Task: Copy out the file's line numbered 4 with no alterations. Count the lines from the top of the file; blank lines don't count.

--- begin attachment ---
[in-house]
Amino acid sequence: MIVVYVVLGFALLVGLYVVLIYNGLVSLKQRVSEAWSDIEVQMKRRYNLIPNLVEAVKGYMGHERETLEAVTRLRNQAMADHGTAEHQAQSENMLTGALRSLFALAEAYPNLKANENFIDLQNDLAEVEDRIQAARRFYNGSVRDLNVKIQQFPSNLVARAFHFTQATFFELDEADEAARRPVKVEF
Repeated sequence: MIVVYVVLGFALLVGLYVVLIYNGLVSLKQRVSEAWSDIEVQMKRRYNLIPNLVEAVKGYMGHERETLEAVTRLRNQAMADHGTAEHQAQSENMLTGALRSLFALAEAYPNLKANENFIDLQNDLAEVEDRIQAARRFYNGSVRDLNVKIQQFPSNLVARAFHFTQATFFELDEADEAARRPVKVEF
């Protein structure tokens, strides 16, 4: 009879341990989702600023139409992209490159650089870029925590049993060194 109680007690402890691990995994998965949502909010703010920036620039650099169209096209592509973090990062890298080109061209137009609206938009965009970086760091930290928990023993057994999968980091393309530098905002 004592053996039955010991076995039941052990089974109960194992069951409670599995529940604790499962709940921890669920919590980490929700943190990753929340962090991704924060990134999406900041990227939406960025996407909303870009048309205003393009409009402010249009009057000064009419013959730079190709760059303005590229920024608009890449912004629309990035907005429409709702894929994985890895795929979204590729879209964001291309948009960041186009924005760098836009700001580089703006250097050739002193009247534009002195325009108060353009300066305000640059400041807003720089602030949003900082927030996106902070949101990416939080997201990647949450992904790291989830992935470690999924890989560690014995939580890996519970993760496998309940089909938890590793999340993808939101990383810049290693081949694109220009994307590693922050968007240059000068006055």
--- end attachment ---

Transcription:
């Protein structure tokens, strides 16, 4: 009879341990989702600023139409992209490159650089870029925590049993060194 109680007690402890691990995994998965949502909010703010920036620039650099169209096209592509973090990062890298080109061209137009609206938009965009970086760091930290928990023993057994999968980091393309530098905002 004592053996039955010991076995039941052990089974109960194992069951409670599995529940604790499962709940921890669920919590980490929700943190990753929340962090991704924060990134999406900041990227939406960025996407909303870009048309205003393009409009402010249009009057000064009419013959730079190709760059303005590229920024608009890449912004629309990035907005429409709702894929994985890895795929979204590729879209964001291309948009960041186009924005760098836009700001580089703006250097050739002193009247534009002195325009108060353009300066305000640059400041807003720089602030949003900082927030996106902070949101990416939080997201990647949450992904790291989830992935470690999924890989560690014995939580890996519970993760496998309940089909938890590793999340993808939101990383810049290693081949694109220009994307590693922050968007240059000068006055």